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ABSTRACT: Intrinsically disordered proteins (IDPs) and intrinsically disordered protein regions (IDPRs) are functional proteins or regions that do not have unique 3D structures under functional conditions. Therefore, from the viewpoint of their lack of stable 3D structure, IDPs/IDPRs are inherently unstable. As much as structure and function of normal ordered globular proteins are determined by their amino acid sequences, the lack of unique 3D structure in IDPs/IDPRs and their disorder-based functionality are also encoded in the amino acid sequences. Because of their specific sequence features and distinctive conformational behavior, these intrinsically unstable proteins or regions have several applications in biotechnology. This review introduces some of the most characteristic features of IDPs/IDPRs (such as peculiarities of amino acid sequences of these proteins and regions, their major structural features, and peculiar responses to changes in their environment) and describes how these features can be used in the biotechnology, for example for the proteome-wide analysis of the abundance of extended IDPs, for recombinant protein isolation and purification, as polypeptide nanoparticles for drug delivery, as solubilization tools, and as thermally sensitive carriers of active peptides and proteins.Biotechnology Journal 10/2014; 10(3). DOI:10.1002/biot.201400374 · 3.71 Impact Factor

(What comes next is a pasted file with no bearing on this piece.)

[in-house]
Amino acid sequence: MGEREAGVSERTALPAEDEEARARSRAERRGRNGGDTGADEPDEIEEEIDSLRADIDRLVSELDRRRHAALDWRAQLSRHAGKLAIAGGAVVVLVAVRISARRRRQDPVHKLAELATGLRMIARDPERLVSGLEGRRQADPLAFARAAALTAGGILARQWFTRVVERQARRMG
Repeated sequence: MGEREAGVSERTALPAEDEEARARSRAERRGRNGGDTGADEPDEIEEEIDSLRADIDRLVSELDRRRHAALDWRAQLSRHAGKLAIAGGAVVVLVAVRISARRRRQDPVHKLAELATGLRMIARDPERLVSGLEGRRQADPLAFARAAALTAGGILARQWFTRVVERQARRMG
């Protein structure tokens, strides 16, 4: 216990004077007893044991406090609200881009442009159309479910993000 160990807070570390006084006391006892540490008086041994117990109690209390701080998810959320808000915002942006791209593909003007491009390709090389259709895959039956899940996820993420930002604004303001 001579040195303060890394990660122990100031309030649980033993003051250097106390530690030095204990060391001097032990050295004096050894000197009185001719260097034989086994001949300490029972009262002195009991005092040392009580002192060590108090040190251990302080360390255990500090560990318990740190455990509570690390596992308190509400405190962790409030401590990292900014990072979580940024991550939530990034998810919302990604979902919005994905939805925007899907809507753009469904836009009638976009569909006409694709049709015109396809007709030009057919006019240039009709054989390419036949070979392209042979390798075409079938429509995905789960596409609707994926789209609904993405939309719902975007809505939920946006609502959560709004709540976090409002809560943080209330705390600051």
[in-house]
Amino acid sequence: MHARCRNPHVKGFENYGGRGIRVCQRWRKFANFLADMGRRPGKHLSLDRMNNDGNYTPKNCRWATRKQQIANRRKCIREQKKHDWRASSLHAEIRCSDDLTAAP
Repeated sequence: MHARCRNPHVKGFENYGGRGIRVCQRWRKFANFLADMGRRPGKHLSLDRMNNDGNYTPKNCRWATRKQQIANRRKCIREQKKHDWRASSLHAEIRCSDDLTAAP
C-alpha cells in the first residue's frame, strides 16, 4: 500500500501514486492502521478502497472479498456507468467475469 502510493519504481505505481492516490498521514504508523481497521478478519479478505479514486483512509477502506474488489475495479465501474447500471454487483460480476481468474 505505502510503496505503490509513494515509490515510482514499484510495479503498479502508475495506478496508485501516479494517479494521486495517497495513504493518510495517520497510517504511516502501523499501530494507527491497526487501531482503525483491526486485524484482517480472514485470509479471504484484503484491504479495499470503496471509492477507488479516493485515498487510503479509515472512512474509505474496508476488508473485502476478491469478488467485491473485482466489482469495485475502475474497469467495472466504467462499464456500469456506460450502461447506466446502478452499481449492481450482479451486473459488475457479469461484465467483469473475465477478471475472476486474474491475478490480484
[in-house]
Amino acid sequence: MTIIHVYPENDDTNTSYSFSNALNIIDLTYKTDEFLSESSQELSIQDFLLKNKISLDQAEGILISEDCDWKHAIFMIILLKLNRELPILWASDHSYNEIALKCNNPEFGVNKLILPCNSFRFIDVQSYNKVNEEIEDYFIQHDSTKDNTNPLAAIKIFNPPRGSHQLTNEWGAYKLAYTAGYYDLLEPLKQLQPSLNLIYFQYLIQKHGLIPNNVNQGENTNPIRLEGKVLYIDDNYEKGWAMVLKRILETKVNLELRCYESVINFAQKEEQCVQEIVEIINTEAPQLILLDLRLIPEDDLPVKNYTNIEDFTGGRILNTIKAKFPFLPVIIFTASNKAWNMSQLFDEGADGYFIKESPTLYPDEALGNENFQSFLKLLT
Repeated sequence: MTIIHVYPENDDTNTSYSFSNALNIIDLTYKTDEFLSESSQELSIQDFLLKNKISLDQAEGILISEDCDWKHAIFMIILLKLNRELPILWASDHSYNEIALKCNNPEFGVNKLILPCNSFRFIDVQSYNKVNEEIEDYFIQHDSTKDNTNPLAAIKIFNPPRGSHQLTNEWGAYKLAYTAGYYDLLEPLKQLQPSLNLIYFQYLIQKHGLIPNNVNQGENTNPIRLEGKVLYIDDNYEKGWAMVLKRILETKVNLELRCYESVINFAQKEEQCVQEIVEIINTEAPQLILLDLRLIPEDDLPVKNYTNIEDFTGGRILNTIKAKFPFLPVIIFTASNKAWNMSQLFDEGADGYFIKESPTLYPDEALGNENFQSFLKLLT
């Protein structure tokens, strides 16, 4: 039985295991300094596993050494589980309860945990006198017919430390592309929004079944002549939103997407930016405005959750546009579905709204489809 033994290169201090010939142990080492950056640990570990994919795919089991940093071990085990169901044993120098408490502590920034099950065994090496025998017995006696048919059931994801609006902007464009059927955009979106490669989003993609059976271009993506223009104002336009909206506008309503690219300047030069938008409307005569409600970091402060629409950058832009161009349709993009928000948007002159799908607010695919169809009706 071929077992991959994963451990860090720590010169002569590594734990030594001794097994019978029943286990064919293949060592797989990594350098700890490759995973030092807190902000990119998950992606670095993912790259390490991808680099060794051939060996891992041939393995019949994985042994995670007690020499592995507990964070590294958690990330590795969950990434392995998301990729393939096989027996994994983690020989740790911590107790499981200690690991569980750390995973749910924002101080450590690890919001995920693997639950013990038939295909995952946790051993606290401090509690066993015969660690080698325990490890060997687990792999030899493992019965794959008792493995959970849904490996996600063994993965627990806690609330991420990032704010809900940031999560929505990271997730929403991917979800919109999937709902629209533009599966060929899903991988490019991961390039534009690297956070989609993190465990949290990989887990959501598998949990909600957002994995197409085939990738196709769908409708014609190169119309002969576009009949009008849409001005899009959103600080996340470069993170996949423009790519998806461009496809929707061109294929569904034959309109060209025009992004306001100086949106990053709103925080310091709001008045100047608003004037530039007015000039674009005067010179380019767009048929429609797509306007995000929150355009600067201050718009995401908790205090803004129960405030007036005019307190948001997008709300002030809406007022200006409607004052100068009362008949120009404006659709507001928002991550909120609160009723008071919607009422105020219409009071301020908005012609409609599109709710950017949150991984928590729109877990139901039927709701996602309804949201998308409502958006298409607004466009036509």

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ABSTRACT: Current therapies for the treatment of pancreatic cancer are limited. The limitations of this type of treatment are abundant. The majority of chemotherapeutic agents used in clinics are highly toxic to both tumor cells and normal tissues due to the lack of specificity. Resistance can develop due to overexposure of these agents. To address these issues, these agents must be made more exclusive toward the tumor site. We have developed a macromolecular carrier based on the sequence of the biopolymer elastin-like polypeptide (ELP) that is able to aggregate upon reaching the externally heated tumor environment. This carrier is specific to the tumor as it only aggregates at the heated tumor site. ELP is soluble below its transition temperature but will aggregate when the temperature is raised above its transition temperature. ELP was modified by p21, a cell cycle inhibitory peptide, and the addition of Bac, a cell-penetrating peptide with nuclear localization capabilities. In this study, p21-ELP-Bac and its control, ELP-p21, were used in cell proliferation studies using the pancreatic cancer cell lines Panc-1, MiaPaca-2, and S2013. ELP-p21 had little effect on proliferation, while the half maximal inhibitory concentration of p21-ELP-Bac was ∼30 μM. As translocation across the plasma membrane is a limiting step for delivery of macromolecules, these polypeptides were utilized in a pancreatic xenograft model to study the plasma clearance, biodistribution, tumor accumulation, and tumor reduction capabilities of the polypeptide with and without a cell-penetrating peptide.Drug Design, Development and Therapy 10/2014; 8:1649-58. DOI:10.2147/DDDT.S60451 · 3.03 Impact Factor